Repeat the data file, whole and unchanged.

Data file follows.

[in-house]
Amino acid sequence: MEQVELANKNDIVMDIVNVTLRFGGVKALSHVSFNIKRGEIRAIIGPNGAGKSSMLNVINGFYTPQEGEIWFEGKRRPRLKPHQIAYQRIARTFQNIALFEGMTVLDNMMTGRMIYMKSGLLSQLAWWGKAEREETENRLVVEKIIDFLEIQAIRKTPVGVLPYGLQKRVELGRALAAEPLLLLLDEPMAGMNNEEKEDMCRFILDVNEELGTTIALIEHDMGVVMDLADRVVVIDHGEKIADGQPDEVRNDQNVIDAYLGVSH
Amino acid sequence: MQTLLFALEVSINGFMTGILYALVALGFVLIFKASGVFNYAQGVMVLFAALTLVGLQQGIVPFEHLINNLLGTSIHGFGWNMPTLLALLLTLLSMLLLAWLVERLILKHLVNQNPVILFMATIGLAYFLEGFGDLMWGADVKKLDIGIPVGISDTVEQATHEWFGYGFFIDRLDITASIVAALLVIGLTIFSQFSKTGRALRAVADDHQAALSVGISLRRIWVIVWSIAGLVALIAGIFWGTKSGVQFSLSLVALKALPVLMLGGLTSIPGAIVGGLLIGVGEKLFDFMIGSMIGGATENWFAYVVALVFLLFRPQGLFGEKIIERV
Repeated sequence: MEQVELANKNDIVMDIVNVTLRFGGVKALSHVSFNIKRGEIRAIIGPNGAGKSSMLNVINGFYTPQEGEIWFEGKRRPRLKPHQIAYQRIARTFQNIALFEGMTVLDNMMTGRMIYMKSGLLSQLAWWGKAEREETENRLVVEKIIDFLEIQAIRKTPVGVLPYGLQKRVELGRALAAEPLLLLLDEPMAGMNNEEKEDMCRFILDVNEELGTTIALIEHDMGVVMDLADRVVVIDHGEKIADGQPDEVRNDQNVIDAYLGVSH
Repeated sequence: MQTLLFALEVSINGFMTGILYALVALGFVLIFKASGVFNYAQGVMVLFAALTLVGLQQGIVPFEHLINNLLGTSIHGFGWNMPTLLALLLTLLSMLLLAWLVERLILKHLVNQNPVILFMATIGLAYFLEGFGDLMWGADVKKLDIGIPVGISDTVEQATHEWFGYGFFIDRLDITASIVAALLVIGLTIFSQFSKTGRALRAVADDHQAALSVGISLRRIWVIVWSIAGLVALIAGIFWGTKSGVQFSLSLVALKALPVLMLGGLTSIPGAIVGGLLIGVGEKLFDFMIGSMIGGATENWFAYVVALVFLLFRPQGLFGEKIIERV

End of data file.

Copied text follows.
[in-house]
Amino acid sequence: MEQVELANKNDIVMDIVNVTLRFGGVKALSHVSFNIKRGEIRAIIGPNGAGKSSMLNVINGFYTPQEGEIWFEGKRRPRLKPHQIAYQRIARTFQNIALFEGMTVLDNMMTGRMIYMKSGLLSQLAWWGKAEREETENRLVVEKIIDFLEIQAIRKTPVGVLPYGLQKRVELGRALAAEPLLLLLDEPMAGMNNEEKEDMCRFILDVNEELGTTIALIEHDMGVVMDLADRVVVIDHGEKIADGQPDEVRNDQNVIDAYLGVSH
Amino acid sequence: MQTLLFALEVSINGFMTGILYALVALGFVLIFKASGVFNYAQGVMVLFAALTLVGLQQGIVPFEHLINNLLGTSIHGFGWNMPTLLALLLTLLSMLLLAWLVERLILKHLVNQNPVILFMATIGLAYFLEGFGDLMWGADVKKLDIGIPVGISDTVEQATHEWFGYGFFIDRLDITASIVAALLVIGLTIFSQFSKTGRALRAVADDHQAALSVGISLRRIWVIVWSIAGLVALIAGIFWGTKSGVQFSLSLVALKALPVLMLGGLTSIPGAIVGGLLIGVGEKLFDFMIGSMIGGATENWFAYVVALVFLLFRPQGLFGEKIIERV
Repeated sequence: MEQVELANKNDIVMDIVNVTLRFGGVKALSHVSFNIKRGEIRAIIGPNGAGKSSMLNVINGFYTPQEGEIWFEGKRRPRLKPHQIAYQRIARTFQNIALFEGMTVLDNMMTGRMIYMKSGLLSQLAWWGKAEREETENRLVVEKIIDFLEIQAIRKTPVGVLPYGLQKRVELGRALAAEPLLLLLDEPMAGMNNEEKEDMCRFILDVNEELGTTIALIEHDMGVVMDLADRVVVIDHGEKIADGQPDEVRNDQNVIDAYLGVSH
Repeated sequence: MQTLLFALEVSINGFMTGILYALVALGFVLIFKASGVFNYAQGVMVLFAALTLVGLQQGIVPFEHLINNLLGTSIHGFGWNMPTLLALLLTLLSMLLLAWLVERLILKHLVNQNPVILFMATIGLAYFLEGFGDLMWGADVKKLDIGIPVGISDTVEQATHEWFGYGFFIDRLDITASIVAALLVIGLTIFSQFSKTGRALRAVADDHQAALSVGISLRRIWVIVWSIAGLVALIAGIFWGTKSGVQFSLSLVALKALPVLMLGGLTSIPGAIVGGLLIGVGEKLFDFMIGSMIGGATENWFAYVVALVFLLFRPQGLFGEKIIERV